BF: What areas are you focusing on from the beginning?
BB: From the beginning, our team has been focused on creating a rigorous academic experience in a structured and supportive learning environment, building community by increasing family style meals and school forums, reconnecting with the opportunities offered by our beautiful 300 acre campus and the surrounding mountains and lakes, ramping up our athletic program, and providing the very best facilities for our terrific visual and performing arts programs.

BF: Looking to the future will you be exploring long range planning such a campus master plan and capital campaign?
BB: We are just completing an intensive master planning process that has been highly successful in marshalling the many talents of our great Board of Trustees and the many other constituents in our school community. We were fortunate to find an architect whose vision allows Dublin to become more Dublin than it is today. We have plans to add a number of buildings over the next ten years, beginning with an observatory and a visual arts building, but the focus of our planning committee has always been to increase community spaces where individuals can interact with one another and with our bucolic campus.

BF: Do have any thoughts or designs on changes and innovations will make Dublin stronger?
BB: As a history teacher at my previous boarding school I was fortunate enough to work with an inspiring group of teachers and we all worked together to create an innovative approach to teaching history. At Dublin I see an opportunity to develop an overall method or approach to learning, tying together our academics, athletics, the arts, the residential curriculum, our use of our beautiful campus, that I see as a way to further distinguish the school and collaborate with other schools seeking to innovate and design schools that will truly change lives and prepare students for the unique demands of stewardship and citizenship in a global economy.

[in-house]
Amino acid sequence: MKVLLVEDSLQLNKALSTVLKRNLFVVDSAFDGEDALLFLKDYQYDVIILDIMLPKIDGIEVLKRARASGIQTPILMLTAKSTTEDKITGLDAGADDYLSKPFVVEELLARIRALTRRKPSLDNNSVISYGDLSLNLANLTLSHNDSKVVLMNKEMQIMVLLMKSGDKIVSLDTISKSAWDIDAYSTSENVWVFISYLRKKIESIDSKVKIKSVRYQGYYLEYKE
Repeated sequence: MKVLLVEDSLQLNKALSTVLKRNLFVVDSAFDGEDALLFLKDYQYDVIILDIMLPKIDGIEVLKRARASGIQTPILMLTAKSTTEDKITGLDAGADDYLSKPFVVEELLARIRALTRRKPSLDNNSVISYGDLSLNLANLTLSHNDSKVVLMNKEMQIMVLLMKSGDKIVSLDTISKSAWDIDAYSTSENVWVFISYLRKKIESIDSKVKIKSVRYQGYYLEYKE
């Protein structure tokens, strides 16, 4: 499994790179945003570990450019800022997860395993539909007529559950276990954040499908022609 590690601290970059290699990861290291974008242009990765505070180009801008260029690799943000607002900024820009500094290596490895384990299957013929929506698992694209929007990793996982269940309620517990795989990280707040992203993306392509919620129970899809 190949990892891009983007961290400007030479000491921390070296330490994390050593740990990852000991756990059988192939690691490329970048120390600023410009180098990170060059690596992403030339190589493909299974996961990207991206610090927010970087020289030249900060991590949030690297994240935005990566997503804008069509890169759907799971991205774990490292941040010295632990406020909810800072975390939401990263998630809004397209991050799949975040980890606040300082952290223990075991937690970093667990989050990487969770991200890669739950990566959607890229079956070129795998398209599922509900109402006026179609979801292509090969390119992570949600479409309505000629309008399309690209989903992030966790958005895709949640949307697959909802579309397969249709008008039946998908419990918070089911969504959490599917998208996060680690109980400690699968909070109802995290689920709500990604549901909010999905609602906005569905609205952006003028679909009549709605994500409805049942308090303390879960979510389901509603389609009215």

BF: Make your case; why Dublin?
BB: Speaking of changing lives, in his book Colleges That Change Lives, Loren Pope argues that "a familial sense of communal enterprise" is an essential element of great schools today. This sense is infused in all we do at Dublin and is the very reason that the lives of students, teachers, and even heads of schools are transformed in powerful ways here. We all thrive at Dublin because each individual's unique talents are needed daily, and all of us participate in the school play, on our athletic teams, in our community dinners and forums, in community service, in our weekend "work gangs," and in our annual camping trips. Dublin is intentionally small and has found a niche among students and families who want to feel that they count in the life of the school. We could not be more excited as we begin this next chapter in the history of Dublin School.

To learn more about Dublin School, visit their website or send them a note.
Midland School's Director of Admission, Derek Svennungsen, spoke with AdmissionsQuest boarding school blog about the school and progressive education. Midland, located in Los Olivos, CA, is an all-boarding, co-educational college preparatory school. If you're not familiar with the school, here's a brief description from their site: